Harry Potter and the Chamber of Secrets
by J.K. Rowling
We've said before that we don't understand Uncle Vernon, but we really don't get Aunt Petunia. Harry is her dead sister's child, whom she has raised since he was a year old. Yet she's perfectly willing to treat Harry like a slave. When the Masons are scheduled to arrive for their dinner party at the Dursleys, Aunt Petunia sends Harry out to work in the garden in the hot sun all day. When Dudley runs inside complaining that his cousin has been doing magic, Aunt Petunia "knew [Harry] hadn't really done magic, but [Harry] still had to duck as she aimed a heavy blow at his head with the soapy frying pan" (1.85). Aunt Petunia also does nothing to try to protect Harry when Uncle Vernon locks him inside his bedroom and puts bars on his windows. Clearly, Aunt Petunia loathes magic to a crazy degree, but we have to wait until much later in the series (try Book 7) to find out why.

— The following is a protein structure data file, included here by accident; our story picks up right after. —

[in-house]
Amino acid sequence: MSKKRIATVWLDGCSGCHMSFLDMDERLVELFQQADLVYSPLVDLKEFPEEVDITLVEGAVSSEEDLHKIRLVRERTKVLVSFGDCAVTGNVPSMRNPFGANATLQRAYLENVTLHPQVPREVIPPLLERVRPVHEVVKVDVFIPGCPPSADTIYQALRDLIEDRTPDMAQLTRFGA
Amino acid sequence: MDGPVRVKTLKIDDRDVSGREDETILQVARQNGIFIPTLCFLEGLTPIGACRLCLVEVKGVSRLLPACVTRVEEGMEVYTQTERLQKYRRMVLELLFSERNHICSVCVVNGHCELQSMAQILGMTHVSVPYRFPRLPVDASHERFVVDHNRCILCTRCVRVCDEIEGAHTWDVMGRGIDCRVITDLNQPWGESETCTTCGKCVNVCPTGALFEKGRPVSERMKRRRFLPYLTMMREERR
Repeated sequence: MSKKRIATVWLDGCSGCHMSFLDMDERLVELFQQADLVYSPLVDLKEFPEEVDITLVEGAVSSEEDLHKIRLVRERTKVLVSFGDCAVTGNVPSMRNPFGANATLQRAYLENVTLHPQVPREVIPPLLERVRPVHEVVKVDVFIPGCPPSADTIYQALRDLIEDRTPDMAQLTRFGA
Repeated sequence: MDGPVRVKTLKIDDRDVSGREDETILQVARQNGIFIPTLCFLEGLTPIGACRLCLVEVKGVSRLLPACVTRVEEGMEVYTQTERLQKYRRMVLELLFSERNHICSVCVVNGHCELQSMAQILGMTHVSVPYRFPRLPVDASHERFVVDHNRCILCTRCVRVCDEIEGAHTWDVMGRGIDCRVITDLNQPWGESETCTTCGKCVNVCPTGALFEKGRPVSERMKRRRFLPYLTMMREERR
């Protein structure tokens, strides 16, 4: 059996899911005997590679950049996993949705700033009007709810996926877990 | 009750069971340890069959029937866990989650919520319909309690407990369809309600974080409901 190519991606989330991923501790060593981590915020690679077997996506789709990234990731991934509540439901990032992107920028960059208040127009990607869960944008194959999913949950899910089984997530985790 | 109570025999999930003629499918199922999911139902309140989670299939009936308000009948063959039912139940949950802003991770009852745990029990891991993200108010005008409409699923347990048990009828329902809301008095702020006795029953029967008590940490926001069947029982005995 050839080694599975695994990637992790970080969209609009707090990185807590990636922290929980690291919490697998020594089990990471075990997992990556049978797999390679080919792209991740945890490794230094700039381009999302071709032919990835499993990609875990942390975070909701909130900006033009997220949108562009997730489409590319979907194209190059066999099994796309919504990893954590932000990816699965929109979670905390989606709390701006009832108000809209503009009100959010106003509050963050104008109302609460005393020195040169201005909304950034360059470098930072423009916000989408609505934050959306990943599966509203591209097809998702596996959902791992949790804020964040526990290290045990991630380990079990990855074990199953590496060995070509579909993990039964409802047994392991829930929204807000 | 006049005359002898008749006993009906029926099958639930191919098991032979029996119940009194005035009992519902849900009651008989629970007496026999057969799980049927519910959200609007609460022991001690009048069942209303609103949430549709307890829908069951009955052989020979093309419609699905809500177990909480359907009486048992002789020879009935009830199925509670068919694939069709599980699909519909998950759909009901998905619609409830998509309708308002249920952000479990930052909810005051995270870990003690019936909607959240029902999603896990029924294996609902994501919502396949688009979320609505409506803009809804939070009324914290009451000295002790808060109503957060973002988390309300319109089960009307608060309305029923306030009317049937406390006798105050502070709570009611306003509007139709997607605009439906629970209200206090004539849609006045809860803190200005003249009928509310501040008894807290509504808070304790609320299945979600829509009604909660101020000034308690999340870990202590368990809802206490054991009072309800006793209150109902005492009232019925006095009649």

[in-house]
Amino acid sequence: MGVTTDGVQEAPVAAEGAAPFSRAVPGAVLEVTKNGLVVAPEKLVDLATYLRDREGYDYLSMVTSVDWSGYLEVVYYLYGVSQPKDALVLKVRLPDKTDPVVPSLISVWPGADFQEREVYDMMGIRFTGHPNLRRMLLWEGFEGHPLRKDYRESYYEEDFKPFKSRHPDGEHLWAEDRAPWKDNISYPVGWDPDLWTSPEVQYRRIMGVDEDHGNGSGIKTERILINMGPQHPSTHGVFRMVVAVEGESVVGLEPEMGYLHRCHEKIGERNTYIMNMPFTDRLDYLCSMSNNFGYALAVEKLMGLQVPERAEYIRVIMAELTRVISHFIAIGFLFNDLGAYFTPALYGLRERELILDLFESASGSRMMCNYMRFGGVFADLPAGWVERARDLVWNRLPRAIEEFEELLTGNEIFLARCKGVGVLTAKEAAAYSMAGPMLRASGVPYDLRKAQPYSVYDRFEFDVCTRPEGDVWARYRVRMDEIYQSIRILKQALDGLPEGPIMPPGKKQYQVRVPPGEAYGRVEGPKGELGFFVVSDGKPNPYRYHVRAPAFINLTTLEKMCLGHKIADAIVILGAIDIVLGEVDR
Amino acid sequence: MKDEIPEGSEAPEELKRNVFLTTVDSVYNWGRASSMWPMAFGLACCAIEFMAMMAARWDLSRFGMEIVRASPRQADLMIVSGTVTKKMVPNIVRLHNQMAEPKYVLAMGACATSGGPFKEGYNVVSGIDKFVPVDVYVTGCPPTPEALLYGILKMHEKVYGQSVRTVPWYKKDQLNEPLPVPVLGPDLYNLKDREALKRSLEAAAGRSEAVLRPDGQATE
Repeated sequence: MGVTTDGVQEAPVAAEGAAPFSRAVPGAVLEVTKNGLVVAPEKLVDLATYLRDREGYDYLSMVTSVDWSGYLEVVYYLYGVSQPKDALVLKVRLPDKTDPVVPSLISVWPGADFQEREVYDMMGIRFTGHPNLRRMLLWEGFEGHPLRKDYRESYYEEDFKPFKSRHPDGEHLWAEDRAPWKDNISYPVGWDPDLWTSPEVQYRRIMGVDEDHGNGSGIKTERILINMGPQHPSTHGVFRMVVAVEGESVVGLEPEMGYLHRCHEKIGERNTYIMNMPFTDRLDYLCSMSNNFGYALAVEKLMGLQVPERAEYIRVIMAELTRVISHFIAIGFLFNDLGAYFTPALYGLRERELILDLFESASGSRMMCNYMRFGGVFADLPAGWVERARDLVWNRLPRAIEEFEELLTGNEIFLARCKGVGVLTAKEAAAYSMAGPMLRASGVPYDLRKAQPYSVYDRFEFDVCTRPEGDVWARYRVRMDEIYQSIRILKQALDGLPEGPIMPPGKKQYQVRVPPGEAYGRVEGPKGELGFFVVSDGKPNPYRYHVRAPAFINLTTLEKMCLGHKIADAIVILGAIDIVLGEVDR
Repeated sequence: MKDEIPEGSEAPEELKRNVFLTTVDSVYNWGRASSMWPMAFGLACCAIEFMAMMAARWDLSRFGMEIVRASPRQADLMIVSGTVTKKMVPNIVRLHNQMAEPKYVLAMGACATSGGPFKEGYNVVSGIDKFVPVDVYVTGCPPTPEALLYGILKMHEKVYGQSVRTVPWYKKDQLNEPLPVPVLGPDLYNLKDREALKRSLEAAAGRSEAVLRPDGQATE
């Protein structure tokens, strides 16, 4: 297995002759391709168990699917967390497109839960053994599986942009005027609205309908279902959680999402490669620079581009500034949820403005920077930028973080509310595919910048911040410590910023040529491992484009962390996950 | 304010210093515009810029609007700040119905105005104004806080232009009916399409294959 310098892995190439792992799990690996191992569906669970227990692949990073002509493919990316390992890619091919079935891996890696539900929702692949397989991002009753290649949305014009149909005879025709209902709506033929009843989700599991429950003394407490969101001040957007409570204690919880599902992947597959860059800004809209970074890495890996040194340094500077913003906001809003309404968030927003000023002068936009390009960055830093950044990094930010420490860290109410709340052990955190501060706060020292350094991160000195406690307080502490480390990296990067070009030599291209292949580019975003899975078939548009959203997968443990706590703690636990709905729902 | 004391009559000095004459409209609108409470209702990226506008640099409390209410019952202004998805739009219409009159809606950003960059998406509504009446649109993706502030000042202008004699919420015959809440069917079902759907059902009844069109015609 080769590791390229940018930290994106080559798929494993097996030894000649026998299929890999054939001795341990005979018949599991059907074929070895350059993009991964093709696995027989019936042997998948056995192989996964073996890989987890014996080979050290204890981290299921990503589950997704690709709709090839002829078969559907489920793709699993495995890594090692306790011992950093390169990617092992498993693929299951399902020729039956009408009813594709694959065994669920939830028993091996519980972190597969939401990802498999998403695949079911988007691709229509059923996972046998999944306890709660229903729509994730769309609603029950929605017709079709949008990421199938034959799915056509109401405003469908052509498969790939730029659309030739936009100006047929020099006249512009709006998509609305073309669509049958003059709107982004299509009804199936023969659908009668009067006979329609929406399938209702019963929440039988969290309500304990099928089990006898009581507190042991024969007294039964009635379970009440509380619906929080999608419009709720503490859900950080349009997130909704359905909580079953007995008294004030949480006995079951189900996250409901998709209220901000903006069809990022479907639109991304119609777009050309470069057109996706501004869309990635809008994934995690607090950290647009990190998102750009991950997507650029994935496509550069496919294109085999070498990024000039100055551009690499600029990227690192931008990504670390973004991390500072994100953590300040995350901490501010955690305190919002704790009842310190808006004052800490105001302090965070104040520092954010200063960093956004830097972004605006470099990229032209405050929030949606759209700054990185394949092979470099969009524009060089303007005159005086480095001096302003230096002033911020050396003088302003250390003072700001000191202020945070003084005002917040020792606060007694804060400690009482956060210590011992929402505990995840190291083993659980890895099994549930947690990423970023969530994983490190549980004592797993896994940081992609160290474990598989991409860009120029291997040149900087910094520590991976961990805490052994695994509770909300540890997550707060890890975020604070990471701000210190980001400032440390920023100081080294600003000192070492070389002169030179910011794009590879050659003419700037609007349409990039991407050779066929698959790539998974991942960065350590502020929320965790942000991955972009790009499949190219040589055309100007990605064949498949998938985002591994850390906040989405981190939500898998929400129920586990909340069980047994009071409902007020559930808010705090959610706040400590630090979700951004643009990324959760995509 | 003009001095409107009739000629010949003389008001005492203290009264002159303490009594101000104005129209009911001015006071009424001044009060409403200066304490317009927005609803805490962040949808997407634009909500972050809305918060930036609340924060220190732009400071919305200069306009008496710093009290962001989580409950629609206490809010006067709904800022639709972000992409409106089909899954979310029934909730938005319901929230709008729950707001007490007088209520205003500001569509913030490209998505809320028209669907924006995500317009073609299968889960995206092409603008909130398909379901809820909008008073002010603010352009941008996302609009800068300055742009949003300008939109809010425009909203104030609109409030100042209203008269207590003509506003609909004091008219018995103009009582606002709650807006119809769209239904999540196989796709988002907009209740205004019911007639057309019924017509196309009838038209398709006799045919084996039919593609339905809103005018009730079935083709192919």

Of course, one reason why Aunt Petunia tries to repress Harry's magic as much as possible is that she has a lot of faith in the importance of being Muggle (i.e., "normal"). About anti-wizard prejudice on the part of Muggles, J.K. Rowling has commented:
The wizards represent all that the true "muggle" most fears: They are plainly outcasts and comfortable with being so. Nothing is more unnerving to the truly conventional than the unashamed misfit! (source)
The Dursleys are "truly conventional," and Harry is growing into an "unashamed misfit," or in other words, a wizard. No wonder they don't get along.